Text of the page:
Rather than offering subsequent analysis, commentary, or explicitly labeling the effective learning style employed by the chapter’s protagonist, the authors let that character come to their own conclusions before jumping to the final section of the chapter: “What kind of language-learner are you?” Using the main character’s learning style, the authors provide a quiz or activity and scoring rubric that allows the reader to assess whether or not they share that character’s learning style. For readers like Jim Saeed learning Welsh, the authors designed an activity that assesses a learner’s ability to find patterns in languages because that was a strategy that proved effective for him (106). For those relating to the nervous Ann Nelson sent to China for a month-long work trip, the authors created a quiz to test foreign language anxiety (130-33). Other quizzes aim to help learners assess their level of motivation, like the quiz designed for Sharon Browne, a primary school teacher trying to decide whether or not to learn Urdu. For that quiz, readers are asked to respond to statements using a scale ranging from “strongly agree” or “strongly disagree.” The authors’ first question for Sharon reads, “On the whole, I like Urdu speakers a lot” (155). Readers are asked to substitute the language they wish to learn for Urdu and rate their interest in the people, culture, and location in which that language is spoken to determine their level of learning motivation.

While this book is a potentially useful resource for some language learners, as these examples elucidate, readers deeply invested in both learning a new language, and more importantly, becoming part of a new language community, will not find the characters in the book very relatable or the quizzes useful. Readers hoping to study African languages, in particular, will also be frustrated by the book’s privileging of what the authors call the “great world languages,” that, with the exception of Arabic, do not include African languages. This might explain why the authors assume that either foreign language classes are commonly offered or that textbooks and accompanying cassette tapes are readily available to all learners who prefer to learn languages on their own. According to the authors, even for those “less commonly taught languages,” which they identify as “Greek, Portuguese or Turkish,” new learning materials are becoming available “as course designers apply modern communicative principles to the design of materials for languages other than English and French” (16). Problematically, language courses and ready-made learning materials are most often not available for African languages, and learners of these languages may be frustrated by these claims as they struggle to find the same quantity and quality of available learning options and materials, and perhaps the same motivations as the language learners the authors had in mind.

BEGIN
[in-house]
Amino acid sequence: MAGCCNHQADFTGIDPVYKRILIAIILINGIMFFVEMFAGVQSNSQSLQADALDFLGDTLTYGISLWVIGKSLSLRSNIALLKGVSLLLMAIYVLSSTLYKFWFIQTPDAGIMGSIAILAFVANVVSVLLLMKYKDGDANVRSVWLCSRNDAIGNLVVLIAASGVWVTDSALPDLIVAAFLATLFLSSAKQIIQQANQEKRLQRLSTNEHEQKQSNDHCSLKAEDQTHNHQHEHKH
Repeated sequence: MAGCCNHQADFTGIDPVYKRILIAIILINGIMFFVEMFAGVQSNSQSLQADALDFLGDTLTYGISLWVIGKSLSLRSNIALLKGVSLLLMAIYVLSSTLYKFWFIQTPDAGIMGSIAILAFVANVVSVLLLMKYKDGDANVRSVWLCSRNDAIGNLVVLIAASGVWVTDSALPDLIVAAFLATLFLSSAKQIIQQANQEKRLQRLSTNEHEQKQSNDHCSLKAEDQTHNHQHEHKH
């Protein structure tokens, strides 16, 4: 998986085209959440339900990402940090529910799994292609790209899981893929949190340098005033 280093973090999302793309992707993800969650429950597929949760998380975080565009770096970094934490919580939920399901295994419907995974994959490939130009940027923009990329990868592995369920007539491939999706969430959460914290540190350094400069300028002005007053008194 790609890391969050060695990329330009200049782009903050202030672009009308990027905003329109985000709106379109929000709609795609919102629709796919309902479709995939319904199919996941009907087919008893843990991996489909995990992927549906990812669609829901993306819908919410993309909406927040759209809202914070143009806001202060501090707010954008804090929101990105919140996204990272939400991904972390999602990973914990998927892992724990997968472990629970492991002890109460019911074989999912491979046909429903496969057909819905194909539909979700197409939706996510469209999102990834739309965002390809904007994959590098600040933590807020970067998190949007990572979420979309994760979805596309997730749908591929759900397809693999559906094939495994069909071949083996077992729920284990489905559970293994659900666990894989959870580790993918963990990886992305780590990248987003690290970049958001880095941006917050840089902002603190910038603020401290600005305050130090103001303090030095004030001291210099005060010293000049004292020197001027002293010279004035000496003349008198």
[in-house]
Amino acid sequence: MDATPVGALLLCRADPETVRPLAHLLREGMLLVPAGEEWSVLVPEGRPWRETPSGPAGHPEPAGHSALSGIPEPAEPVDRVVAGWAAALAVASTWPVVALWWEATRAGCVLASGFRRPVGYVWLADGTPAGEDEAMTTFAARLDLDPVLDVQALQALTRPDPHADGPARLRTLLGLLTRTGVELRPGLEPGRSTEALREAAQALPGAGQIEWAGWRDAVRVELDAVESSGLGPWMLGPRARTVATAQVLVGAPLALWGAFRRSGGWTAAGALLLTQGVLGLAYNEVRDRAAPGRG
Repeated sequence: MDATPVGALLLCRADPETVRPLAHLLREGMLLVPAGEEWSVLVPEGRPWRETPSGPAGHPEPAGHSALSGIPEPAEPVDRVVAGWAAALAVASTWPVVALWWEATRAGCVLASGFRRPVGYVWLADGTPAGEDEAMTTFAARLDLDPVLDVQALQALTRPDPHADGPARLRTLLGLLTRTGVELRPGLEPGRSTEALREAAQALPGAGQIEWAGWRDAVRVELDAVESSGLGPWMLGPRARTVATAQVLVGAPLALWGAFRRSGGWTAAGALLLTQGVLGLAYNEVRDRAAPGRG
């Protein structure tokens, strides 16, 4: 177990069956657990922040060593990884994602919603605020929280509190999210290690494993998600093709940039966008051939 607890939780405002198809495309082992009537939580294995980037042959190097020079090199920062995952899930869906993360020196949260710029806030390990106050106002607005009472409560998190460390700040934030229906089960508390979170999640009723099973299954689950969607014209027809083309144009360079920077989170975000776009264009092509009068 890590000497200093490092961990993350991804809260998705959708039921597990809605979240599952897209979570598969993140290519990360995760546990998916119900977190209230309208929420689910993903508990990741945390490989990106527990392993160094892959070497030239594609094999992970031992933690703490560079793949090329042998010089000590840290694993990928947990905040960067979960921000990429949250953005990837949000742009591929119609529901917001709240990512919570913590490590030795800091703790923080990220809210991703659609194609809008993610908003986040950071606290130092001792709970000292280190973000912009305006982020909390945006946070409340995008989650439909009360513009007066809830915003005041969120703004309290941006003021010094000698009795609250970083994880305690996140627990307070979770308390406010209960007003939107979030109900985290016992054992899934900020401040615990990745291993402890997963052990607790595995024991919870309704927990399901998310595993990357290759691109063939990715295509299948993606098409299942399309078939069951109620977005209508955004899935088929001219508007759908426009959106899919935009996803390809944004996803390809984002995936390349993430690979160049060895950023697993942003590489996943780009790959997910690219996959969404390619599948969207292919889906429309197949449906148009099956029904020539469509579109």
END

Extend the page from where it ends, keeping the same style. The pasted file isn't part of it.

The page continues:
Moreover, the quizzes and exercises provided to help learners identify their own learning styles and strengths, presumably for self-directed study, heavily rest on these assumptions. In the case of Maureen Hart, for example, learning German from a book proved difficult because “German spelling isn’t the same as English” (59). The authors assert that, just as Maureen discovered, learning a language from written documents is not ideal. “It’s always best,” they write, “to start learning a language from a tape or from a combination of book and tape” (61). The authors make no attempt to suggest ways to identify language patterns, but rather suggest that learners “need to use [their] ears not [their] eyes” to learn a language (62). For students of African languages without access to tapes and textbooks, and often dealing with entirely new language structures, sounds, and in some cases, scripts, the quiz and the authors’ advice offer little help.

Overall, I did not find this book to be in line with the learning goals or the ethical underpinnings of language learning shared by highly-motivated and deeply-committed lifelong language learners. Many of the book’s more general suggestions, including utilizing myriad sources and working with others, are of course sound advice. However, there are other sources and strategies that are much more useful for students learning African languages. I would absolutely recommend this book to a Briton interested in learning Italian for an upcoming holiday to Rome, but I cannot endorse this book for anyone seeking to establish a deeper, permanent relationship with a foreign language.